Measuring fetal oxygen does not affect C-section rate

Dr. Steven Bloom, chairman of the department of obstetrics and gynecology, participated in a multicenter study investigating whether doctors’ knowledge of fetal blood-oxygen levels — measured through fetal pulse oximetry — made a difference in the rate of Caesarean section or condition of the newborn infant.
Dr. Steven Bloom, chairman of the department of obstetrics and gynecology, participated in a multicenter study investigating whether doctors’ knowledge of fetal blood-oxygen levels — measured through fetal pulse oximetry — made a difference in the rate of Caesarean section or condition of the newborn infant.

DALLAS — Nov. 22, 2006 — Measuring the amount of oxygen in the blood of a fetus during labor has no bearing on whether a Caesarean section is performed and does not affect the health of the newborn baby, researchers at
UT Southwestern Medical Center have found in a multicenter study.

In the study, appearing in this week’s edition of the New England Journal of Medicine, researchers tested whether doctors’ knowledge of fetal blood-oxygen levels – measured through fetal pulse oximetry — made a difference in the rate of Caesarean section or condition of the newborn infant.

The device used to measure oxygen levels, called OxiFirst, was conditionally approved by the Food and Drug Administration in 2000. That approval was conditional because of questions regarding the impact of the device on the rate of Caesarean delivery, said Dr. Steven Bloom, chairman of the department of obstetrics and gynecology at
UT Southwestern.

 “We didn’t find a device that could help us, but I think the good news is that these results have served to protect pregnant women from being exposed to equipment and a technology that appears to provide no benefit,” Dr. Bloom said.

Obstetricians would like to find better ways to measure the health of the fetus during labor, he said.

The current NEJM study involved 5,341 first-time mothers at 14 university hospitals. Specialized oximetry sensors were fed through the cervix and positioned against the fetus’s face to measure the level of oxygen in its blood.

With computers recording the data, the women in the study were randomly placed into one of two groups — in one, the clinicians could see the oxygen readings, and in the other, they couldn’t.

The rates of Caesarean section or forceps or vacuum delivery were very close in both groups, as was the overall health of the babies. There also was no difference in labor complications between the two groups.

In 507 cases, the devices were removed because of technical problems or at the request of the mother or doctor.

The study was originally planned to involve 10,000 women, but was stopped early because “the results were conclusive at that point, conclusive that knowledge of fetal oxygen saturation did not improve Caesarean rates or fetal condition,” Dr. Bloom said.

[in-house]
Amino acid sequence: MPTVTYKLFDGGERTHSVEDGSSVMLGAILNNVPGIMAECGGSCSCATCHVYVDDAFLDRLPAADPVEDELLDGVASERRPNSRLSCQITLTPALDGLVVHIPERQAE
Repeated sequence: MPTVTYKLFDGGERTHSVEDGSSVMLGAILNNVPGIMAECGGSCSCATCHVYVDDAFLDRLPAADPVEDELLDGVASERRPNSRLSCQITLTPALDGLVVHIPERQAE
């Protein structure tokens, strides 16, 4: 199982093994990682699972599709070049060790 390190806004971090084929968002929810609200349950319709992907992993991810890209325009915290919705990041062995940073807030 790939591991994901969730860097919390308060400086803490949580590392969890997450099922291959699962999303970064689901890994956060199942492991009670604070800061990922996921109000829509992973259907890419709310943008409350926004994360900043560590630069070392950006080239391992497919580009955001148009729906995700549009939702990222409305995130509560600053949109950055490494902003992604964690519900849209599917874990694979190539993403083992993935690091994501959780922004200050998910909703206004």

The FDA originally approved the device in the wake of a study of 1,010 women in labor with “non-reassuring fetal heart rates,” such as speeding up or slowing down of the heart rate.  In that study, oximetry greatly reduced the Caesarean section rate due to non-reassuring fetal heart rate patterns, but unexpectedly also greatly increased the number of Caesareans due to other labor complications.

Because those data were inconclusive, and researchers wanted to determine in a larger group whether it was safe to withhold Caesarean sections when oximetry showed normal blood oxygen levels but heart monitors showed abnormal heart rate, and to find whether oximetry improved the baby’s health.

Other participants in the current study were the National Institute of Child Health and Human Development, the Food and Drug Administration,George Washington University, University of Utah, University of Alabama at Birmingham, UT Health Science Center at Houston, University of Pittsburgh, Northwestern University, Wayne State University, Drexel University, Brown University, Case Western University, University of North Carolina, Columbia University, Wake Forest University, Ohio State University and UT Medical Branch at Galveston.

The work was supported by the National Institute of Child Health and Human Development.

Visit http://www.utsouthwestern.org/obgyn to learn more about
UT Southwestern’s clinical services in
 gynecology and obstetrics.


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About UT Southwestern Medical Center
UT Southwestern Medical Center, one of the premier medical centers in the nation, integrates pioneering biomedical research with exceptional clinical care and education. Its more than 1,400 full-time faculty members
including four active Nobel Prize winners, more than any other medical school in the worldare responsible for groundbreaking medical advances and are committed to translating science-driven research quickly to new clinical treatments. UT Southwestern physicians provide medical care in 40 specialties to nearly 89,000 hospitalized patients and oversee 2.1 million outpatient visits a year.


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Media Contact: Aline McKenzie
214-648-3404
aline.mckenzie@utsouthwestern.edu

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